Flames of the Torch

President Barack Obama’s historic rise to the presidency, from its beginnings in the Democratic primaries to his decisive victory in the 2008 presidential election, has been marked by an enthusiasm and energy that only increased in momentum as the days and weeks passed.

When the results of the election were announced on the night of Nov. 4, the reaction was astounding. People ran out into streets, screaming and crying in pure jubilation over Obama’s victory. Cell phone signals were blocked by the sheer number of phone calls being made to share the news and celebrate with distant friends and family.

On the St. John’s campus, the atmosphere was simply electrifying. Students poured out from the dormitories to form a huge crowd in celebration on the quads, in front of Donovan Hall, and on the Great Lawn. Students then filed into an already standing-room-only viewing party in Council Hall in order to watch Obama’s victory speech.

Some might think that this was the end of the story, that all those who gave their energy and their vote in support of Barack Obama have done their part and can now sit back to reap the benefits. With Barack Obama in the White House, the country should begin to right itself, the economy should bounce back, and the standing of the U.S. in the world stage should improve.
Unfortunately, that is not a foregone conclusion.

Now that Obama is President, there is an even greater need for the support and energy of every American, whether or not they voted Democrat in Nov. For those who voted for Barack Obama, his win is not a one-step solution to the nation’s woes.

Those Americans who wished the election had gone another way should know that Obama’s entry to the White House does not mean the end of the country, either.

What happens in the next four years will determine whether the United States continues to fall or if it can rise from the ashes of the economic decline and wars abroad.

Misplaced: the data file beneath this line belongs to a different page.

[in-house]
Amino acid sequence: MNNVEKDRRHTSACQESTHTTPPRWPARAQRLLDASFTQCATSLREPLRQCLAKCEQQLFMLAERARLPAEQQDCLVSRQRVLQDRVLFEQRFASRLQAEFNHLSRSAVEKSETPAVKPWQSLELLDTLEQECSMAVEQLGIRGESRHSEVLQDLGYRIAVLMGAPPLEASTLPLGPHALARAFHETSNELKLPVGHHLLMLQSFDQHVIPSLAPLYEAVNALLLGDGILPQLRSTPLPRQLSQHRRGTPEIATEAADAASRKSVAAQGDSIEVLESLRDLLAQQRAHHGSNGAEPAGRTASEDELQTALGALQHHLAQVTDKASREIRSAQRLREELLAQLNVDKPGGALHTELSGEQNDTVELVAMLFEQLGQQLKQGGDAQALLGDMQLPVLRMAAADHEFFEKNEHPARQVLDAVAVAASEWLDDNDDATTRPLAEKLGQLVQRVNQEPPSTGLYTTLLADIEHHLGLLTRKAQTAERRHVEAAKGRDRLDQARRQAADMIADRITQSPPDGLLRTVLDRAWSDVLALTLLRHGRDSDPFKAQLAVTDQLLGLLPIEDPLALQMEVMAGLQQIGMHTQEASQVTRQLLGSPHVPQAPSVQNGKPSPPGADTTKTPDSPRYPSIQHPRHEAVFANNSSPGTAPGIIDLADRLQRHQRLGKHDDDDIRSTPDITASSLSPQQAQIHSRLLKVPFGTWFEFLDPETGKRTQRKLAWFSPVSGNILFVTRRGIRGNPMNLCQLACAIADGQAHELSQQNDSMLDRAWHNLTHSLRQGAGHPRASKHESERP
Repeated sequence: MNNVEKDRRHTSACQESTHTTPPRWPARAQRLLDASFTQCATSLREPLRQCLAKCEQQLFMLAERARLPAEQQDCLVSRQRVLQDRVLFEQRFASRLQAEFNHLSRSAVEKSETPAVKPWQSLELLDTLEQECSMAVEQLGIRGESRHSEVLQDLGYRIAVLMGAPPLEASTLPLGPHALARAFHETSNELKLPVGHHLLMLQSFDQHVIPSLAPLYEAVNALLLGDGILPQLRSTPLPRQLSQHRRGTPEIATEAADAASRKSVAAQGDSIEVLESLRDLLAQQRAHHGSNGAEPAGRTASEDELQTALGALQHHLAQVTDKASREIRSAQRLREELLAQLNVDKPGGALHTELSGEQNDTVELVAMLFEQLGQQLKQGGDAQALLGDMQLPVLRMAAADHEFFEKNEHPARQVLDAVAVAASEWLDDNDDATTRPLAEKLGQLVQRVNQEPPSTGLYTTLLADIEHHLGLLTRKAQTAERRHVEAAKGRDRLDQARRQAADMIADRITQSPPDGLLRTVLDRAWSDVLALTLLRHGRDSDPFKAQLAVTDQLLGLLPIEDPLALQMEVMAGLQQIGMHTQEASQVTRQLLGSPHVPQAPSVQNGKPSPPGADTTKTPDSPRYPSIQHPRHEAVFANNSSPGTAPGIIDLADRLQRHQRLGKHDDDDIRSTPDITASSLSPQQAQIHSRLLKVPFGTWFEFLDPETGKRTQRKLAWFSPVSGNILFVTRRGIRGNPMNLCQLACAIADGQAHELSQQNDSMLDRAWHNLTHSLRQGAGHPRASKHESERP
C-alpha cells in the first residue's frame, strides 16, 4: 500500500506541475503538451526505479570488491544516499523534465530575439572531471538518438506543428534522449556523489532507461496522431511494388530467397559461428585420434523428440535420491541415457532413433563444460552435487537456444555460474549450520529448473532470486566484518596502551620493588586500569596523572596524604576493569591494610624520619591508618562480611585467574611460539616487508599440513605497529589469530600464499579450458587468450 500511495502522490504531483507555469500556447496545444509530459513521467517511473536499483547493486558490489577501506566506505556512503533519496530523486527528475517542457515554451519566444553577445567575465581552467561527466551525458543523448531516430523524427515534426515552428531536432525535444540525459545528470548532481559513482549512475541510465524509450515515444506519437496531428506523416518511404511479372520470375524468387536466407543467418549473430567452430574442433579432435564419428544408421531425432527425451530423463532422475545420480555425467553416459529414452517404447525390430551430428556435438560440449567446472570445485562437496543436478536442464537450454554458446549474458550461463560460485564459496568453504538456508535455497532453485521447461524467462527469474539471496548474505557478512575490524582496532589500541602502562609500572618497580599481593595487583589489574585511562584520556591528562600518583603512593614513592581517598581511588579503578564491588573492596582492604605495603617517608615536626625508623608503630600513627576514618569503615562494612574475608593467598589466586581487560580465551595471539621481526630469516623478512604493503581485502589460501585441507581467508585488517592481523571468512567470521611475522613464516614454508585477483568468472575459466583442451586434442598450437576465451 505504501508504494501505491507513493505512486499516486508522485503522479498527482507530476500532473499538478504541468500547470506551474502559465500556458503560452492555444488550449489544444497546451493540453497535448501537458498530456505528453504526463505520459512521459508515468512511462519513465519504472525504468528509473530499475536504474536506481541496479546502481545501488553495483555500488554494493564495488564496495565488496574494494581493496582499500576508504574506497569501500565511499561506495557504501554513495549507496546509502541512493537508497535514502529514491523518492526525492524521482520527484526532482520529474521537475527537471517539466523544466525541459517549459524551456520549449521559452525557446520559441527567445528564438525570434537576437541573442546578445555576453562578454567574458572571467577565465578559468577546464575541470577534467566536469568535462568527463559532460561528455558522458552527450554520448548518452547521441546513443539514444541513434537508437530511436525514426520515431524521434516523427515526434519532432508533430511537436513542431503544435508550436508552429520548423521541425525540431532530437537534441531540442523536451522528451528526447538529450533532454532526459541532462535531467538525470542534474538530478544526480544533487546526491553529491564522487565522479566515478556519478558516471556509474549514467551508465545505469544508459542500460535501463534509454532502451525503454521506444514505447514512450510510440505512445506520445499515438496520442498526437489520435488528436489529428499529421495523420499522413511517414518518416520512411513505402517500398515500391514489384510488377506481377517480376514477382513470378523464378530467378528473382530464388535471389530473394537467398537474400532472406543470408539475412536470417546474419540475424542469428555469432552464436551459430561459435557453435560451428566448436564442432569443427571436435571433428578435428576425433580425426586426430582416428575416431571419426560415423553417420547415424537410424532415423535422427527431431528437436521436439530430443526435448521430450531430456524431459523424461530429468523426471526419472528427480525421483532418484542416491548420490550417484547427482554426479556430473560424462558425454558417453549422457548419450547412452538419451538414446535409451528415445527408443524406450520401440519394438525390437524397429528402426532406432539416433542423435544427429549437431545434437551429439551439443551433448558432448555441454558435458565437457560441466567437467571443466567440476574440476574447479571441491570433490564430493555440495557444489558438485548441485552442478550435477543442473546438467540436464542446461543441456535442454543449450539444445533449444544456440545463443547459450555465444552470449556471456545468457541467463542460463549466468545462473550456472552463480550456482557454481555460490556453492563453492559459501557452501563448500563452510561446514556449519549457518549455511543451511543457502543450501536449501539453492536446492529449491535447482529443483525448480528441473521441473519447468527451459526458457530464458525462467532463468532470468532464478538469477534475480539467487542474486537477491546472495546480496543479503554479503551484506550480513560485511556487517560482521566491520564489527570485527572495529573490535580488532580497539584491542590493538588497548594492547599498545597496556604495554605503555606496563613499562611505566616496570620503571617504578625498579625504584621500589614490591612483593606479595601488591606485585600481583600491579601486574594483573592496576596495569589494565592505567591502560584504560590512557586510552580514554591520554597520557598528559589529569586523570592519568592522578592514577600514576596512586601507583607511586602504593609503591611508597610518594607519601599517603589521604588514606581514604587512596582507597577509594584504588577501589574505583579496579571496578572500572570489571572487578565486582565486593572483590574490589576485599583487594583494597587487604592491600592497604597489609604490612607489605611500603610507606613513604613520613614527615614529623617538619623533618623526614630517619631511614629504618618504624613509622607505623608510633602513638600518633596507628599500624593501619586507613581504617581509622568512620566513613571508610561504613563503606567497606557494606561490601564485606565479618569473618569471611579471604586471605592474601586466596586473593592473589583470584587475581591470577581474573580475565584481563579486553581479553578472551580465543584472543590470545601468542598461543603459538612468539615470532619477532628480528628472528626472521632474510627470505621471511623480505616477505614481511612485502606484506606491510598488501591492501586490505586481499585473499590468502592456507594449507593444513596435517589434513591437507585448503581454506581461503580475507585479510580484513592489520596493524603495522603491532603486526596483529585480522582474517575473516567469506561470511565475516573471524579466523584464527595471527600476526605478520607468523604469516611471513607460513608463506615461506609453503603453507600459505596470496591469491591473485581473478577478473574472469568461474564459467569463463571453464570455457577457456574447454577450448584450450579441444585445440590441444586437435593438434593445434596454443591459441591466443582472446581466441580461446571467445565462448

As Barack Obama has said in his speeches time and again, the true test of the nation is how we face these grave issues.

The inauguration on Tuesday proved to be a great start for the next four years. The intensity that the record-setting approximately two million attendees of the inauguration brought with them to Washington, D.C., in addition to the countless millions of viewers who took time out of work or school to watch the ceremony on television, show that the momentum that brought Barack Obama into office has not died just yet.

Again, St. John’s was a microcosm of the extraordinary spirit associated with Obama’s presidency. A viewing party of approximately 100 students, staff, and administrators came together to watch Barack Obama take the oath of office and deliver his inaugural address.

Americans must realize that this is not the end of their involvement. After the jubilation of Obama’s entrance to the White House passes, it will be time to begin the bitter work of getting the economy back on track, restoring the standing of the U.S. in the world, bringing the war in Iraq to a close, and dealing with the ever-present threats to the nation’s safety.

These problems cannot and will not be solved overnight. Plans must be enacted, difficult choices must be made, and positive action must be taken. While this is ultimately the task of our elected officials, the nation as a whole must stand behind them.

“A New Birth of Freedom” was the theme of Barack Obama’s inauguration, marking the 300th anniversary of Abraham Lincoln’s birth. This makes a famous line from Lincoln’s acceptance speech for the 1858 Illinois senate primaries seem even more appropriate: “A house divided against itself cannot stand.”

This is no longer the time to point fingers or to draw lines dividing the nation over issues of race, religion, or party affiliation. No plan to fix the nation can succeed without a united nation to follow it.